Politics with the depth of a puddle

A month of politically-minded podcasts has reached its exhausting apogee

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This article is taken from the April 2024 issue of The Critic. To get the full magazine why not subscribe? Right now we’re offering five issues for just £10.

One of the selling points of podcasts, as a media format, is the promise of depth. In TV or radio, journalists and commentators have producers breathing down their necks, insisting that they make a point as quickly as possible. In podcasts, they have time to develop their thoughts and go “behind the headlines”.

That’s the idea at least.

The News Agents promises “expert analysis” from “three of the UK’s top journalists”: Emily Maitlis, Jon Sopel and Lewis Goodall. The trio are “not just here to tell you what’s happening, but why”.

Excellent! Has everybody got their thought goggles on? We’re swimming into deep political waters here.

Actually, The News Agents has the depth of a puddle. I’ve listened to episode after episode, waiting for insight like a man sitting in the desert, longing for an ice cream. A recent episode about George Galloway’s success in the Rochdale by-election suggested that this was bad for Keir Starmer (you’re kidding me!) and that Galloway is a good orator (get out of here!).

The podcast epitomises the superficiality of the media class — fixated on process and not its moral and material foundations. It’s not digging up the roots of our political dilemmas; it’s scratching in the soil.

Goodall mentions that Keir Starmer’s support amongst Muslims is far lower than Jeremy Corbyn’s. Okay, here’s the moment he could be asking why. Here’s the moment he could be analysing the significance of such novel demographic phenomena in British life. But he’s moved on, like a frog jumping between lily pads yet never gazing into the waters beneath them.

Electoral Dysfunction, from Sky News’ Beth Rigby, Labour’s Jess Phillips MP and the former Scottish Conservative leader Baroness Davidson, pledges to “unravel the spin and explain what’s really going on in Westminster and beyond”. BOOM. This is not your grandfather’s politics podcast! “All my knobs are in order,” Rigby snorts. “That’s quite funny when it’s ‘Electoral Dysfunction’, isn’t it?”

Yes, we got the pun, Beth. Jess Phillips chimes in to say she knows a local pub called “The King’s Head” that gets called “The Knob”. At this point I already needed a drink.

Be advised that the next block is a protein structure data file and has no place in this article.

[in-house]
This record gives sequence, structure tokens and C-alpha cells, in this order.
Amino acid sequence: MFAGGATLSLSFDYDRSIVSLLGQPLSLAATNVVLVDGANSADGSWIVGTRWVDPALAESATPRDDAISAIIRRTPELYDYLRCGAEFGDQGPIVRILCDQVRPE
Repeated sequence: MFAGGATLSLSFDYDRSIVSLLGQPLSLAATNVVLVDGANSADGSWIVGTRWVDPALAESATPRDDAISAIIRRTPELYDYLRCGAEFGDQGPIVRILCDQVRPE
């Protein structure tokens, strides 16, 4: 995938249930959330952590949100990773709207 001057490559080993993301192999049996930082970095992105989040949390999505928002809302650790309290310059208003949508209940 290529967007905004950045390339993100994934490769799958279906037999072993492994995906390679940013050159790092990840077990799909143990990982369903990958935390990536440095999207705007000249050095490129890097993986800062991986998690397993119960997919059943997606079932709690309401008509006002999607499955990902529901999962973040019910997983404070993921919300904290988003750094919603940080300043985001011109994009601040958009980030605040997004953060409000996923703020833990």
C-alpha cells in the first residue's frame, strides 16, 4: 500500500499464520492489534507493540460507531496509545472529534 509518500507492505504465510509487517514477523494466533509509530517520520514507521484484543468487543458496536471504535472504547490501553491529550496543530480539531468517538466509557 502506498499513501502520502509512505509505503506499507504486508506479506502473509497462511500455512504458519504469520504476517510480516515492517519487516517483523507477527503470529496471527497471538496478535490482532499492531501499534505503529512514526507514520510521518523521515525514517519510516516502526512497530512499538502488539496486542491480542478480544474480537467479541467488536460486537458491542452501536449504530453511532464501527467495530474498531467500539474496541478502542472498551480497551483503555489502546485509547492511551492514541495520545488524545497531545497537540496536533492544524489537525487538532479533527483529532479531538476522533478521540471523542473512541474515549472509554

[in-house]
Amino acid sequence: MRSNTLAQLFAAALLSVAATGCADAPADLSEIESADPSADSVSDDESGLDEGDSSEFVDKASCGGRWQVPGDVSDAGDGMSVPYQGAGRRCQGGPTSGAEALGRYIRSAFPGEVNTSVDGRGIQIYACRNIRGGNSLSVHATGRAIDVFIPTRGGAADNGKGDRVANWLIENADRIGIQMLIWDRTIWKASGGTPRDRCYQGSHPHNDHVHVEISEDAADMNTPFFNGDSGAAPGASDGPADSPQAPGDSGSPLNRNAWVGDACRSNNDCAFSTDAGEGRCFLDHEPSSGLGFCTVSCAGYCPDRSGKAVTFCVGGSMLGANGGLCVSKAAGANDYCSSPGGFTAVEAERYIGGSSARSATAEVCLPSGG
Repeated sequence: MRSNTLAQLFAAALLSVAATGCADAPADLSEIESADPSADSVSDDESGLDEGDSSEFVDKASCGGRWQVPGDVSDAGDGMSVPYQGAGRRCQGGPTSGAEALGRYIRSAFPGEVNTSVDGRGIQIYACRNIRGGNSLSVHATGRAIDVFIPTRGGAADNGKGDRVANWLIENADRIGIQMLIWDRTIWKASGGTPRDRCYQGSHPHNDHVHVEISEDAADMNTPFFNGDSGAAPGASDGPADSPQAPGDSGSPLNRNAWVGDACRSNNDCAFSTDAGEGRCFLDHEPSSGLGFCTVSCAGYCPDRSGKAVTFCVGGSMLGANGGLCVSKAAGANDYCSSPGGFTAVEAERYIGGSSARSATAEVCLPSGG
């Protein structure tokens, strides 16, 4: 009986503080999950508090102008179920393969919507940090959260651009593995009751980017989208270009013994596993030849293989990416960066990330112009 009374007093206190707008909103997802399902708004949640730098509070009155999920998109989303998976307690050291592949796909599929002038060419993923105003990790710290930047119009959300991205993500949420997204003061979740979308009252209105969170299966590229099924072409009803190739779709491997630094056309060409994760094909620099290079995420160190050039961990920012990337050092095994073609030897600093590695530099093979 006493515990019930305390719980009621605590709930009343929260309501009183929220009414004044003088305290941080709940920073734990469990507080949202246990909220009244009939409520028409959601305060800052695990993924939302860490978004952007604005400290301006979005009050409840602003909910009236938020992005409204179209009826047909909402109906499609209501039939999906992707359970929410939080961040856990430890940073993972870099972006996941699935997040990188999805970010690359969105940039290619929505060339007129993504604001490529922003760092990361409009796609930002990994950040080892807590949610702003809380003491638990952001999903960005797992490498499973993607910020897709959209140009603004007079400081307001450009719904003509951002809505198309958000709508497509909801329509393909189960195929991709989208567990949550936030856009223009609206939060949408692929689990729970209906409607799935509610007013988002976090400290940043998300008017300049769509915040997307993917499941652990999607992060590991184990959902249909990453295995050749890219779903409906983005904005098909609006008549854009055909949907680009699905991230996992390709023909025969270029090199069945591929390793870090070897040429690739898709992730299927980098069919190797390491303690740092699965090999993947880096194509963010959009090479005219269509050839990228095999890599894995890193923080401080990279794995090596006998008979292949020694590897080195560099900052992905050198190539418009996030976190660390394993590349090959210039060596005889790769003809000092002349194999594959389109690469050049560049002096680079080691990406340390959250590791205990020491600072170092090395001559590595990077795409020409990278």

I have to give one thing to the trio — they sound like genuine friends. This is great for their target audience. Podcasts have a parasocial element to their appeal. Hosts unknowingly become our companions. So, if you’re the sort of person who likes chatty banter between straight-talking women, you might enjoy the congenial atmosphere of Electoral Dysfunction.

The politicians best the journalists when it comes to analysis, perhaps because, knowing the process from the inside, it isn’t quite so absorbing. Baroness Davidson has a good rant, in the first episode, about the contrast between Lindsay Hoyle rejecting a call for a new vote on Gaza because of threats to the safety of MPs, with Margaret Thatcher carrying on as normal during IRA bombings. For all I disagree with her politics, this was stirring and unfashionable stuff.

Unfortunately, Jess Phillips is an annoyance machine, ensuring that the conversation never reaches interesting depths because it cannot penetrate the surface of her self-regard. Honestly — she grandstands like the lead singer of a hair metal group.

A valid point, about MPs’ work having more to do with unheralded local responsibilities than holding forth on international politics, has the whiff of boastfulness when she specifically defines it as her work.

Epistemic arrogance can only be tolerable when it is entertaining

Soon, she is making an (in fairness, hastily retracted) reference to “my Muslim community”. Commendably, Rigby plays devil’s advocate on Galloway and jokes that Phillips doesn’t look happy about it. One can imagine.

Galloway’s previous campaign in Batley, Phillips sneers, “seemed to focus entirely on low-traffic neighbourhoods”. “Up the workers,” she contemptuously adds. If there’s one thing that workers love, it’s being fined for driving through the wrong part of town. It can be an appealing aspect of podcasts that famous hosts can relax and be more reflective. But for some, this is like a bird shedding its wings.

A month of politically-minded podcasts reached its exhausting apogee with Baroness Warsi and David Baddiel’s A Muslim & A Jew Go There. A Muslim and a Jewish commentator sharing different perspectives could be interesting. Unfortunately, Warsi and Baddiel do not have the chemistry for real conversation, meaning that the show sounds like two podcasts being smashed into one.

Nor do they have the knowledge to match their confidence. Baddiel shoots himself in the foot in almost heroic style when he claims that only in the case of anti-Semitism would a political party commission a report “into institutionalised racism … without a member of that minority leading the report”.

Warsi points out that a report into Conservative Islamophobia was led by a non-Muslim. She immediately spoils this triumphant moment by implying that this non-Muslim, Professor Swaran Singh, was actively anti-Muslim. Look up the limpness of her claim for yourself.

Reader, I couldn’t take it. Epistemic arrogance can be tolerable when it is entertaining, but I had already endured Baddiel, a comic veteran, announcing that Warsi’s pronunciation of “from the river to the sea” sounded like “from the liver to the sea”. I could stomach no more strongheaded ignorance and laborious pseudo-jokes. Apologies are due for such negativism this month, but there is simply no point in wasting your time on explanatory podcasts that will somehow leave you less informed than you were before.

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